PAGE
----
In a recent home construction dispute, the court considered whether a plaintiff was entitled to sue different parties in separate proceedings after the deal fell through.

What Happened?

The plaintiff was a business corporation located in Regina, Saskatchewan which carries on the business of constructing new homes.

The defendant was a licensed mortgage broker working with the corporate defendant company (together, the “defendants”).

The plaintiff brought an action for damages against the defendants for its losses in relation to four transactions where the defendants were involved in the pre-approval and approval of mortgage financing for prospective purchasers. The plaintiff alleged that it entered into contracts for the construction and sale of four homes in Regina in early 2015. Each of the prospective purchasers used the services of the defendants to seek mortgage financing for their home purchases.

In each of the four contracts, the plaintiff alleged that it relied upon representations by the defendants that the purchasers qualified for a mortgage sufficient to complete the purchase. It therefore undertook construction of the homes.

However, in each of these contracts, the purchasers had not qualified for a mortgage sufficient to complete the sale, and the purchasers could not complete the purchase at the contract price. The purchasers therefore paid less than the contract price and the plaintiff claimed that it suffered a loss in each of these four sales.

The plaintiff claimed that its total losses on the four contracts equalled $943,667.

First, the plaintiff brought an action against one of the prospective purchasers, where it sought damages for breach of contract.

Secondly, in a separate action, the plaintiff claimed against the defendants for negligent, false, or misleading representations made by the defendants about the purchasers’ ability to finance the purchase of the homes constructed by the plaintiff.

The defendants denied that they owed a duty of care to the plaintiff or that they made any representations as alleged; they denied that any statements they made were false or misleading, and they denied that the plaintiff suffered any loss. Finally, in the alternative, they plead that the cause of any losses incurred by the plaintiff were occasioned as a result of its own negligence or exacerbated by its contributory negligence.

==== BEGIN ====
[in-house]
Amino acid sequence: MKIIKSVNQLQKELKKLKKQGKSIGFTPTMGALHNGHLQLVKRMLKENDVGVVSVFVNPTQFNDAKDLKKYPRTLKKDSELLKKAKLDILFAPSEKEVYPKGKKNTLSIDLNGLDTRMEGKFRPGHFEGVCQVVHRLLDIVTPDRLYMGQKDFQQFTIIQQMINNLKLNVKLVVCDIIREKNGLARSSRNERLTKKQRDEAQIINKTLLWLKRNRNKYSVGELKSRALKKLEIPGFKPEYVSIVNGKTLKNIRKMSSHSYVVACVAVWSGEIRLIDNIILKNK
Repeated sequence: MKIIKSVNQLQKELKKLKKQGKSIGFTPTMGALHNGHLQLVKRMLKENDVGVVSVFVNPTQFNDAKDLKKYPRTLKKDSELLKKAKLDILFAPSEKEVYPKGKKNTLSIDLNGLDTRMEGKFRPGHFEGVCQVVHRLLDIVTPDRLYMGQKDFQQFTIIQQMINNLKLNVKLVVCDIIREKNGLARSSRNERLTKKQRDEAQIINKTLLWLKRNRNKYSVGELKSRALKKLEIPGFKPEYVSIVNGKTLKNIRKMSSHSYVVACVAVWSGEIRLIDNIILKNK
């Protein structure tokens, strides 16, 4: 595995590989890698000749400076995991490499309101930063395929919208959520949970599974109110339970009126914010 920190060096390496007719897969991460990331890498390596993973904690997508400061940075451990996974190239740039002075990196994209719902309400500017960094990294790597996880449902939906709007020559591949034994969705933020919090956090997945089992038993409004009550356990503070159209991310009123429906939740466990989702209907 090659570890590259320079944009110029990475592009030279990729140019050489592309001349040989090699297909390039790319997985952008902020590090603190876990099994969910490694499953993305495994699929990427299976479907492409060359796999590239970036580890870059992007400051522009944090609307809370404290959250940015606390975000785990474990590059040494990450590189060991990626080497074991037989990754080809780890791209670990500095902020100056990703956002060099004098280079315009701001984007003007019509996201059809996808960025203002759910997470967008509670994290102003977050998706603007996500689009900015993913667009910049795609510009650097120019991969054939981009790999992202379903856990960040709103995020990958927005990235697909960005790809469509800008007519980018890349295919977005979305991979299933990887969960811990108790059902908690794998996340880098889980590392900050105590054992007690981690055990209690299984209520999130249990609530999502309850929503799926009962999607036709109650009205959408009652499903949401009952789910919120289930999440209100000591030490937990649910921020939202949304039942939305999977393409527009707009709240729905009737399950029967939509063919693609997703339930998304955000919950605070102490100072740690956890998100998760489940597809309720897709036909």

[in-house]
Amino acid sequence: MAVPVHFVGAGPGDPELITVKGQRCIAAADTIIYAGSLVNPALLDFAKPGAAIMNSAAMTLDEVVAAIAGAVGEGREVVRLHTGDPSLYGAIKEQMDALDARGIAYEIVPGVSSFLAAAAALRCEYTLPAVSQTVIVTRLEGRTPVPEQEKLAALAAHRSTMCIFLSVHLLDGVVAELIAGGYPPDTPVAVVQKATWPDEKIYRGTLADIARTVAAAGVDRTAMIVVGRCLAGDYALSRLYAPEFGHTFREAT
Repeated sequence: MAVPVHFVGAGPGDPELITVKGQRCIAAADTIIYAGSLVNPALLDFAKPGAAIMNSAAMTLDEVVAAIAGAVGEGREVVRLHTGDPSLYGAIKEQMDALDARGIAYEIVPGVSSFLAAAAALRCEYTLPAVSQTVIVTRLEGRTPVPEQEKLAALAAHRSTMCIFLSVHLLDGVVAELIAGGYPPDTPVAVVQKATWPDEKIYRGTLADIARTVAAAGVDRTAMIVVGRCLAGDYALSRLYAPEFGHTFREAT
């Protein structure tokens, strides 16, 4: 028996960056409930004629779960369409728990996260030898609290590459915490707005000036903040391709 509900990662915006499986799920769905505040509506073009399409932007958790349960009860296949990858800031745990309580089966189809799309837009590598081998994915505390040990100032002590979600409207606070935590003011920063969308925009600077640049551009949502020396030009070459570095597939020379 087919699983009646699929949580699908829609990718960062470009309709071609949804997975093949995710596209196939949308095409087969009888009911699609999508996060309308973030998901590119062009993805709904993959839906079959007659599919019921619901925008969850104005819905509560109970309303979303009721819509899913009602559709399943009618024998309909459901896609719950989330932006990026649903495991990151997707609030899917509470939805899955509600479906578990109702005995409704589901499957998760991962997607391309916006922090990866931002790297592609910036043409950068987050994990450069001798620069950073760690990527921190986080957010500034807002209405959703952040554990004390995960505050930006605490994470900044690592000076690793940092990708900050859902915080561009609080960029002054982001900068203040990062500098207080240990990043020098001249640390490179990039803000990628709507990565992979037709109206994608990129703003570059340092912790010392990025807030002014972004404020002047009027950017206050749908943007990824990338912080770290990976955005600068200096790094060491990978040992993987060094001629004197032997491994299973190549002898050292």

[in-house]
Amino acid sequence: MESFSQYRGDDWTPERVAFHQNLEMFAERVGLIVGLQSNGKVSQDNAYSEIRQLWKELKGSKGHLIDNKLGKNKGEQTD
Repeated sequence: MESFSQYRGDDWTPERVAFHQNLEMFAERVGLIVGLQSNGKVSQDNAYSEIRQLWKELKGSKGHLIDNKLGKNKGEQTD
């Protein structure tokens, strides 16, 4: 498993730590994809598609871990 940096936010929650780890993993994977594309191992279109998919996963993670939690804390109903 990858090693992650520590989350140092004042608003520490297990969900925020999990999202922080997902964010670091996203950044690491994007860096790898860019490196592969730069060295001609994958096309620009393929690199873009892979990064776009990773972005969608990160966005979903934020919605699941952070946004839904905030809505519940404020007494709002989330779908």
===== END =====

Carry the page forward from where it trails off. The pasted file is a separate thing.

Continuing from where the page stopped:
Additionally, the defendants brought an application for summary judgment, and alternatively, they sought to strike the action on the basis that it was an abuse of process. The defendants claimed that, as a result of the separate action against the prospective purchaser, the action against them would result in a multiplicity of proceedings which, in turn, constituted an abuse of process. Second, they argued that the existence of the second action created the risk of double recovery. Third, they argued that the allegations of fraud were scandalous, frivolous and vexatious.


The court quickly dismissed the defendants application for summary judgment, finding that the parties were not ready to proceed because they had not delivered their affidavits as required. The court therefore adjourned the application sine die(meaning indefinitely).

With regard to the defendants’ claim of abuse of process, the court first looked at their argument of multiplicity of proceedings. It found that while the two actions were to some extent factually interconnected, one action was grounded in contract while the other was grounded in tort. The court stated that there is ample support in case law to permit a plaintiff to pursue its claim in both contract and in tort; therefore, the plaintiff was entitled to pursue both claims. The court stated:

“On this basis, I conclude there is no basis to find an abuse of process because of a multiplicity of proceedings. While there may be merit to consideration of an order to consolidate proceedings or amalgamate the two actions, in the absence of an application to make such an order, I will not undertake that on my own motion.”

The court also rejected the defendants’ claim that allowing both actions would entitle the plaintiff to double recovery. The court stated that while the plaintiff may pursue both causes of action, it would only be permitted to recover damages until it had received full satisfaction, and no more. There was therefore no abuse of process in this regard.

Finally, the court rejected the defendants argument that the plaintiff’s claim was a frivolous and vexatious. Because it was not obvious that the claim was “devoid of all merit or cannot possibly succeed”, the court dismissed the defendants’ argument of an abuse of process in this regard.

As a result, the defendants’ claims of abuse of process were dismissed.

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The knowledgeable Calgary construction lawyers and staff at DBH Law understand the complex risks of both multimillion-dollar and smaller construction projects and the expensive disputes that can arise when something goes wrong in all cases. We handle all elements of a construction relationship. We can proactively advise and help draft important documents such as contractor and subcontractor agreements and similar, to make expectations clear and eliminate as much risk as possible. We can also represent you in any litigation or other dispute resolution that may be needed if a dispute arises.

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